Choosing to retire is one of the biggest financial decisions you’ll ever make. Giving up your salary means having to live from other sources of income, and if you haven’t planned extensively, then you might not even be aware of the resources at your disposal, let alone how much money they might provide toward your support.
By considering the following questions, you’ll be in a much better situation to decide whether now’s the right time to take your gold watch and end your career.
How will you take care of your healthcare needs?
Those who wait until age 65 can generally qualify for Medicare, which goes a long way toward covering healthcare expenses for retirees. If you’re thinking about retiring earlier, then you’ll need to know how to bridge the time gap before Medicare kicks in.
If you’re married and your spouse is still working, then you might be eligible for coverage under your spouse’s group health plan. Continuation coverage under COBRA can also be an option to cover short periods of 18 months or less, but you’ll have to pay the full monthly cost of insurance yourself — not just the employee portion that you used to pay when you were still working. That can be shockingly expensive if you’re not prepared for it.
Other alternatives include marketplace coverage under the Affordable Care Act, but with healthcare legislation in limbo, it’s dangerous to assume that such coverage will be there for you as long as you need it.
How much of your income will you be able to replace?
Losing your paycheck means having to figure out how you’ll be able to afford your living expenses. Some of your costs will fall when you stop working, but you might also want to do more things with all of your newfound spare time. Many retirees find that the pastimes they take up in retirement are just as expensive as the work-related expenses they use to have to pay when they had a job.
To figure out how much income you’ll have, you’ll want to look closely at two things. First, Social Security will likely kick in at some point to provide you with stable monthly income that tracks inflation each year, and you can estimate what your benefit will be.
Second, using a simple guideline like the 4% rule to determine how much you can safely withdraw each year from your retirement nest egg will provide another basis for financial support.
Add those two things up and compare it to your after-tax pay. If they’re roughly comparable, then you’re likely in good shape. If there’s a big shortfall, then you’ll have to figure out how to economize — or wait on retiring a bit longer.
What will you do with your time?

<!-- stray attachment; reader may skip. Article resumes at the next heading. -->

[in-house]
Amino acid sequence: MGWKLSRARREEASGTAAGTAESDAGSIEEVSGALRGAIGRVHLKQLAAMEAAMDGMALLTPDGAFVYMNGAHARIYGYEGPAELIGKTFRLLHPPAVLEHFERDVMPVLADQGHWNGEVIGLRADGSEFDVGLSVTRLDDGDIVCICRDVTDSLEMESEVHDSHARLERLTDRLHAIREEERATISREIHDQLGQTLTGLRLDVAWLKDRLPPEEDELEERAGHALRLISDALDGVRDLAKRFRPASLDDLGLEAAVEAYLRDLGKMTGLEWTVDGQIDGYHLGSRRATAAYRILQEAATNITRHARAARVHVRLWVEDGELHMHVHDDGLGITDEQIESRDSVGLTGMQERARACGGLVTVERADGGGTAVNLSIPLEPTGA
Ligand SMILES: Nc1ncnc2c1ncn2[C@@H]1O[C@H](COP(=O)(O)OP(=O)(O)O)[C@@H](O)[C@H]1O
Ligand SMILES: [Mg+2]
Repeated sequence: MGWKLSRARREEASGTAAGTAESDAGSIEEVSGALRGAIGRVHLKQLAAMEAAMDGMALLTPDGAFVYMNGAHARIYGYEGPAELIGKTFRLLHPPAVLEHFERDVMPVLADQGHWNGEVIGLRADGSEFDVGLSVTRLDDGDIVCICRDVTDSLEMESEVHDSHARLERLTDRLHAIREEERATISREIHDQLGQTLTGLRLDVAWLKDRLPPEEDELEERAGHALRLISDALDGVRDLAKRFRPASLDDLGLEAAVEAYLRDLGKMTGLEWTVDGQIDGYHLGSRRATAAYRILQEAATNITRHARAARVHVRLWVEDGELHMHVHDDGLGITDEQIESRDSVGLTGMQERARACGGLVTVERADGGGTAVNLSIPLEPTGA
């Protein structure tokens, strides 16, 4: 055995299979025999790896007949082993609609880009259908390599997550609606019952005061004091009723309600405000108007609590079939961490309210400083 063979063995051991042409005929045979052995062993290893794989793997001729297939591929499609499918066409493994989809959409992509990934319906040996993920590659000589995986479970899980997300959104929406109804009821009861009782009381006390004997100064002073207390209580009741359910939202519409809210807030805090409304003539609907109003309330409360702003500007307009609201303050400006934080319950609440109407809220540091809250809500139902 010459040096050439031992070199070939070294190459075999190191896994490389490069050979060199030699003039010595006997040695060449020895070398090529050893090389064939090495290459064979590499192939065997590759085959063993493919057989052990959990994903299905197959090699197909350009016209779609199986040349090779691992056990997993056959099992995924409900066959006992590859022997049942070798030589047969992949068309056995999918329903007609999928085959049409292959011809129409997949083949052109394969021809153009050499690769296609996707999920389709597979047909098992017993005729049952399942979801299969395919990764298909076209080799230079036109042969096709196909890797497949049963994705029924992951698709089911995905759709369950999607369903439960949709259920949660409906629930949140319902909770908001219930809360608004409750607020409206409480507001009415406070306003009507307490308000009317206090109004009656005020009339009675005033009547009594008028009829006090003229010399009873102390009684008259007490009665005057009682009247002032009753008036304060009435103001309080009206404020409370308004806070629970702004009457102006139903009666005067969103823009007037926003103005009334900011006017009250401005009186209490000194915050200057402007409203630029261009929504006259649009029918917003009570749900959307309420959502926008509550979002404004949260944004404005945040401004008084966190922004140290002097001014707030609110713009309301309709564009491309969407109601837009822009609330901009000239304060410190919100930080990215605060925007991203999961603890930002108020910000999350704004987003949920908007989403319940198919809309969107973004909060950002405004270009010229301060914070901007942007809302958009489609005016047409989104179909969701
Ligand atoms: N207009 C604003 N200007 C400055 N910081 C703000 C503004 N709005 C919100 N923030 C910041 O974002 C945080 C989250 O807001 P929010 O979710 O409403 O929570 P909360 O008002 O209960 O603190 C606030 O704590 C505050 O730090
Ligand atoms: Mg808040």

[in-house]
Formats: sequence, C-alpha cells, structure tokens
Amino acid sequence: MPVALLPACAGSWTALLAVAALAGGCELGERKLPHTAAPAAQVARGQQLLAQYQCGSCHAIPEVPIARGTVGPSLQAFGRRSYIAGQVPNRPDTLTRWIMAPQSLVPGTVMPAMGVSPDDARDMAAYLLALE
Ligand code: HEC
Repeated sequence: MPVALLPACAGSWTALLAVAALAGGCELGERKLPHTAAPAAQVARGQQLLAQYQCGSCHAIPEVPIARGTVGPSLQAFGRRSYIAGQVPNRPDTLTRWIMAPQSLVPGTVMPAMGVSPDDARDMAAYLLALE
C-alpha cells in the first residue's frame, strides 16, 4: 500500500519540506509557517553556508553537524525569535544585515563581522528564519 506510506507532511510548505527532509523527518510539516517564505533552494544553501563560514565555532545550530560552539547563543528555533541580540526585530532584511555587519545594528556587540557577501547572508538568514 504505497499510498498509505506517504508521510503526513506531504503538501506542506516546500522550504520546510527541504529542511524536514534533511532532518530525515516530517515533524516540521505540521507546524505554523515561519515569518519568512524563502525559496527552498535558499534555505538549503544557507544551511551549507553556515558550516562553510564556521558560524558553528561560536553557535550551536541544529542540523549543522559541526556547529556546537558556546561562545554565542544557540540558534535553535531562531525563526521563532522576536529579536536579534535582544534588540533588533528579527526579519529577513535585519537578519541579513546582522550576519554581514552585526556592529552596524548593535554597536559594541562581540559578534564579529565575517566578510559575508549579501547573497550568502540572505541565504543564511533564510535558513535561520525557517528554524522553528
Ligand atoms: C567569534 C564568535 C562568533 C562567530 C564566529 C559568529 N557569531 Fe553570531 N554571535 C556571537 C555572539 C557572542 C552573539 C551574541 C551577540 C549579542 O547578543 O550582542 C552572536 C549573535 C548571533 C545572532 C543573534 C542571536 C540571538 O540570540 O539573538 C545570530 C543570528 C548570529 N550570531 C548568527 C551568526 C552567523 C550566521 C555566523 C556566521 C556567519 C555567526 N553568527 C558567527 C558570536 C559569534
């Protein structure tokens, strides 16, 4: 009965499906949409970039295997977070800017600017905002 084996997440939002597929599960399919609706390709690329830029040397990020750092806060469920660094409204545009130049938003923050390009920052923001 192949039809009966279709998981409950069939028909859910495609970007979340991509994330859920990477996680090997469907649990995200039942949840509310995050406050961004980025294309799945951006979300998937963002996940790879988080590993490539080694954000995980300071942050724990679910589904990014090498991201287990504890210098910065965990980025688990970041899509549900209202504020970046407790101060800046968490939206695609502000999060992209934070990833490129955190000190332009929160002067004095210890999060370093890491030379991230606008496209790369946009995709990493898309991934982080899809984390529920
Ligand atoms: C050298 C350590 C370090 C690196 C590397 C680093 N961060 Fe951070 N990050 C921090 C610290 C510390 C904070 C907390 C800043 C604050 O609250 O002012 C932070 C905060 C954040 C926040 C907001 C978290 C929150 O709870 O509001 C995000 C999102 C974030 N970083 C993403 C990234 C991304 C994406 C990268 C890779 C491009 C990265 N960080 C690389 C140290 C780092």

Before you retire, you need to understand exactly what you expect from retirement. Many people look forward to retiring for years, only to find that when they leave work, they’re also leaving behind their closest social network.
If you’re retiring just for retirement’s sake without any concrete plans about what you want to do with your time, then you’re opening the door to potential unhappiness.
Many workers have started looking into the idea of phasing into retirement by staying on in a part-time or advisory role at their place of work. That’s especially useful if you’re in a financial position where having some extra income is helpful, and it also makes sure that you don’t lose touch with the people you spent time with during your career.
Regardless of whether you go that route, be sure to plan how you’ll maintain your social relationships so that you can avoid feeling isolated and lonely.
How should you invest after you retire?
Finally, would-be retirees need to know how they’ll need to handle their investment portfolios once they quit work. If you’ve followed a gradual path toward more conservative investing as you age, then you probably won’t have to make major changes on the day you retire.
However, if you’ve been an aggressive risk-taker with your investments when you had a paycheck coming in, retirement is a good time to think about making your portfolio last.
You won’t want to give up on stocks entirely even after you retire. With many retirements lasting 30 years or more, you’ll need the growth that stocks can provide. Yet by focusing on dividend-paying stocks and companies that are in more stable and mature businesses, you can reduce the risk of your stock portfolio while still having growth potential to make your money last longer
by Dan Caplinger for The Motley Fool